|Footballer Stephen Appiah from Ghana, the host country for the Africa Cup of Nations 2008, during the making of one in a series of public service announcements on quality education for all children.|
NEW YORK, USA, 16 January 2008 – UNICEF and the Confederation of African Football (CAF) have united in a joint campaign to harness the power of football during the MTN Africa Cup of Nations, GHANA 2008 – Africa’s biggest international football competition. The campaign seeks to promote quality education for all of Africa’s children.
CAF represents international football in Africa and organizes the biennial Cup of Nations event. This year’s tournament will be hosted by Ghana from 20 January through 10 February, bringing together the best national football teams from 16 countries to compete in four Ghanaian cities: Accra, Sekondi, Kumasi and Tamale.
During the high-profile games, UNICEF and CAF will promote the achievement of two education-related Millennium Development Goals – achieving universal primary school education (MDG 2) and promoting gender equality and empowering women (MDG 3).
While progress has been made in education across Africa, many challenges remain. In sub-Saharan African alone, some 41 million primary-school-age children are not in school, while millions who do attend classes are often without teachers, textbooks or basic school supplies. Students frequently lack access to toilets or safe water at school, and their chances of dropping out are high.
Footballers star in video spots
UNICEF and CAF are working with African football stars to act as role models in the campaign to improve these conditions.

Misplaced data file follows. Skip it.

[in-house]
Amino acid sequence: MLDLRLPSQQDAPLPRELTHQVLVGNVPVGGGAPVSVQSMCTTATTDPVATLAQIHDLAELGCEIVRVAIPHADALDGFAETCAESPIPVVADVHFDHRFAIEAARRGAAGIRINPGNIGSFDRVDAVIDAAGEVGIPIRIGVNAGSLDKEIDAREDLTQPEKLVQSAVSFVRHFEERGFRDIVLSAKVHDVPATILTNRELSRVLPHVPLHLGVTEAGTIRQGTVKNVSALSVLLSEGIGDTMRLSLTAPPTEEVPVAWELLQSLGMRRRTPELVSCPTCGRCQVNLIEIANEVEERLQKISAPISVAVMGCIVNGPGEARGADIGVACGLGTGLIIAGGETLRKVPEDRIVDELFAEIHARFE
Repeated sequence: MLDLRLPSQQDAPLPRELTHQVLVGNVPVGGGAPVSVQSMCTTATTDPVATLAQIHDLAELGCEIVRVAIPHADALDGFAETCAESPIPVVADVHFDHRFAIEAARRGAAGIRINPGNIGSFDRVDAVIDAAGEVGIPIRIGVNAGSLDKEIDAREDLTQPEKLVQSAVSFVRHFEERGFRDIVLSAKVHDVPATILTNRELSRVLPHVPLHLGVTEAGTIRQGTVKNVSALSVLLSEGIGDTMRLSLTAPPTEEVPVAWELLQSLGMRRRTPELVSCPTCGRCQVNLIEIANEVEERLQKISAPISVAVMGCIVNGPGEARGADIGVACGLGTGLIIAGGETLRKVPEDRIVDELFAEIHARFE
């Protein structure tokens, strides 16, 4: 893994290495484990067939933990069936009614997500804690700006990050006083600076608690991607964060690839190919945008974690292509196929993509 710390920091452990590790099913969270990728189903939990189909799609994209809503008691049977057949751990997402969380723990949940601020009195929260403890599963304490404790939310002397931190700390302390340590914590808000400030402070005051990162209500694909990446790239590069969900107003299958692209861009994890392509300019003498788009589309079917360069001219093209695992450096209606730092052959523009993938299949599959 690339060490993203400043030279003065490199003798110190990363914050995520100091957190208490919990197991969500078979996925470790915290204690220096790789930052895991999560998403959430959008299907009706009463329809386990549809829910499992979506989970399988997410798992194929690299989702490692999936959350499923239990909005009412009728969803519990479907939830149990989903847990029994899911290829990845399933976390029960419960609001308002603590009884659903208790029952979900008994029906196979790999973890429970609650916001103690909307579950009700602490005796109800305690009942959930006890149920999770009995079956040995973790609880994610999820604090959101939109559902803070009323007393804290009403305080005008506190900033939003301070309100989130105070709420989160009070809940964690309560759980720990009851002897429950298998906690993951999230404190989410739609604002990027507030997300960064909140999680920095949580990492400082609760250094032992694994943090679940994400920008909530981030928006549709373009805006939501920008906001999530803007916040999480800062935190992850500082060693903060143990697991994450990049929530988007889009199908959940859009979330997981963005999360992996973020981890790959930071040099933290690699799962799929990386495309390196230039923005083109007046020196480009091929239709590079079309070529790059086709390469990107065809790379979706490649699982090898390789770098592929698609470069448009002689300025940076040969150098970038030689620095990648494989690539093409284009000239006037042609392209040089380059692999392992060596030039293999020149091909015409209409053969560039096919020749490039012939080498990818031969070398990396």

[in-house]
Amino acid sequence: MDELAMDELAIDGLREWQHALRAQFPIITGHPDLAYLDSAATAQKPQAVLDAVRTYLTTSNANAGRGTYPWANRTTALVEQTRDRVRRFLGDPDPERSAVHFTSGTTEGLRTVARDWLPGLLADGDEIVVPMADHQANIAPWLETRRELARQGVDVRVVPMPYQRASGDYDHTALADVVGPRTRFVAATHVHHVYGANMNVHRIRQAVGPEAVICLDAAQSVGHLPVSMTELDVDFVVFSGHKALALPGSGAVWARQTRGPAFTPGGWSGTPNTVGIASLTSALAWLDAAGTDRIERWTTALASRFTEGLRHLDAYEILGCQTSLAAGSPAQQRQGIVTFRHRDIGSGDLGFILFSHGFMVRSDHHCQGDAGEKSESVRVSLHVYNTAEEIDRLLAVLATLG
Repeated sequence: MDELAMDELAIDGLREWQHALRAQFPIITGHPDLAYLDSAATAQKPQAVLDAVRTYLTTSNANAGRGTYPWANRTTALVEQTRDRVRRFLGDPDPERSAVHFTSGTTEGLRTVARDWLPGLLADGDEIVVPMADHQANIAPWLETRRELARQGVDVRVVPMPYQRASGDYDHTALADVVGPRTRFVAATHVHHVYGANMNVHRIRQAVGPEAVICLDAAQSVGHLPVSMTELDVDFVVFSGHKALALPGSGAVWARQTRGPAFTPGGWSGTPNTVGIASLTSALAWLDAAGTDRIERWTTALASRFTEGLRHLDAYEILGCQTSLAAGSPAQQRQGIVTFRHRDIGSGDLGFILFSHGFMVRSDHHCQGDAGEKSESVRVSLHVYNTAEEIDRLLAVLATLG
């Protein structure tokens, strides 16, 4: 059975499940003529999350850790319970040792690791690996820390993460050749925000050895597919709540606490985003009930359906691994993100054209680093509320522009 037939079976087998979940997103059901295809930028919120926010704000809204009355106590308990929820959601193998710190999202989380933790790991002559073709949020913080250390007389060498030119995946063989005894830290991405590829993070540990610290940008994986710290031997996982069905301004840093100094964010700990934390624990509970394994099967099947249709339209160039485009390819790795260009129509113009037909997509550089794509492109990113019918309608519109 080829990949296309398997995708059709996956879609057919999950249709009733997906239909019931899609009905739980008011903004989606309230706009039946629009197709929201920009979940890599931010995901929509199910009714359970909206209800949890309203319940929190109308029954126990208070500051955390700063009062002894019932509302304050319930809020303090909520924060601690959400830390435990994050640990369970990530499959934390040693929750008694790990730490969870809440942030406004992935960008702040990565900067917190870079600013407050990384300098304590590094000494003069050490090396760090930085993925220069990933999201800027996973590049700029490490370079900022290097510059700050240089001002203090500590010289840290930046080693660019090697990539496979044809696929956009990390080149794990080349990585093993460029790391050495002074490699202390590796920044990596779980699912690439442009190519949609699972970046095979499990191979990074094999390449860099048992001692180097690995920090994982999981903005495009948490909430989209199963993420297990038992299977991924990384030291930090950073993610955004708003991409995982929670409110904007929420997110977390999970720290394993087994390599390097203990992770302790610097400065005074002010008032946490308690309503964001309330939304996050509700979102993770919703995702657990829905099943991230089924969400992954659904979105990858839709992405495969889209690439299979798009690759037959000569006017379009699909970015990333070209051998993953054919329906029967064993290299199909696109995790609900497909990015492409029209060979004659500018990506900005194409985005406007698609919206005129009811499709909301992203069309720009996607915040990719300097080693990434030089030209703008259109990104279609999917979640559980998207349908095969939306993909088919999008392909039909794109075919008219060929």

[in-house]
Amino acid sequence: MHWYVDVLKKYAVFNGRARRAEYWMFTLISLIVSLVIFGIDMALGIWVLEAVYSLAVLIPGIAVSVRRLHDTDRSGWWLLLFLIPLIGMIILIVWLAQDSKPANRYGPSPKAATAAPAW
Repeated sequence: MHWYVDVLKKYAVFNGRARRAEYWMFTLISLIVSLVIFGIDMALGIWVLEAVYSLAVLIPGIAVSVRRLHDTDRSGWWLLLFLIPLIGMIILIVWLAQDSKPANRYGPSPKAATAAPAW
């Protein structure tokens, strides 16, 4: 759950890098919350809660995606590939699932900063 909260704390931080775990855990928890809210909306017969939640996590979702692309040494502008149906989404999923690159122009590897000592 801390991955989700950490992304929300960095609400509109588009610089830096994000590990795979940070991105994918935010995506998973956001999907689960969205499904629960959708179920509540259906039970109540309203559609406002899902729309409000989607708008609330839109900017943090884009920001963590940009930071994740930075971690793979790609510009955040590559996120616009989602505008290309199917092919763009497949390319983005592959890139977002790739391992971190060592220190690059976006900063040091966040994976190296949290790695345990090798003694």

|Girls play football at Savelugu Junior Secondary School in the town of Savelugu, capital of Savelugu-Nanton District, in Ghana’s Northern Region.|
Among the footballers involved are Stephen Appiah from Ghana, Nwankwo Kanu from Nigeria, Salomon Kalou from Côte d’Ivoire, Aaron Mokoena from South Africa, Samuel Eto’o from Cameroon and Oumar Tchomogo from Benin.
Through a series of public service announcements and other means, these popular athletes will help to drive home the message that quality education helps children – especially girls – to stay in school and gain the knowledge and confidence they need to pursue their dreams.
The PSAs encourage football fans in five nations competing in the tournament to use their mobile phones as a donation tool for education programmes in their own countries. Fans who subscribe to the MTN mobile-phone service will be able to donate the local equivalent of $1 by sending an SMS text to a prescribed number. All donations will stay in-country to benefit local children.
“Playing football helped me to gain self-discipline, confidence, negotiation skills, teamwork and leadership,” says UNICEF Ghana Goodwill Ambassador and former star footballer Marcel Desailly. “I am glad to learn UNICEF considers sport an important part of education.”
Donations for quality education
Quality education is about providing children with a healthy, safe and protective environment free from fear and discrimination. The UNICEF and CAF partnership aims to raise awareness of the role of quality education in Africa’s development – and to raise funds for universal quality education on the continent.
In addition to the SMS donation initiative, UNICEF and CAF have launched a special fundraising website that will also be publicized throughout the MNT Africa Cup of Nations: Ghana 2008. To make an online donation that will help to get Africa’s girls and boys in school – and help them stay there – visit www.unicef.org/ghana.
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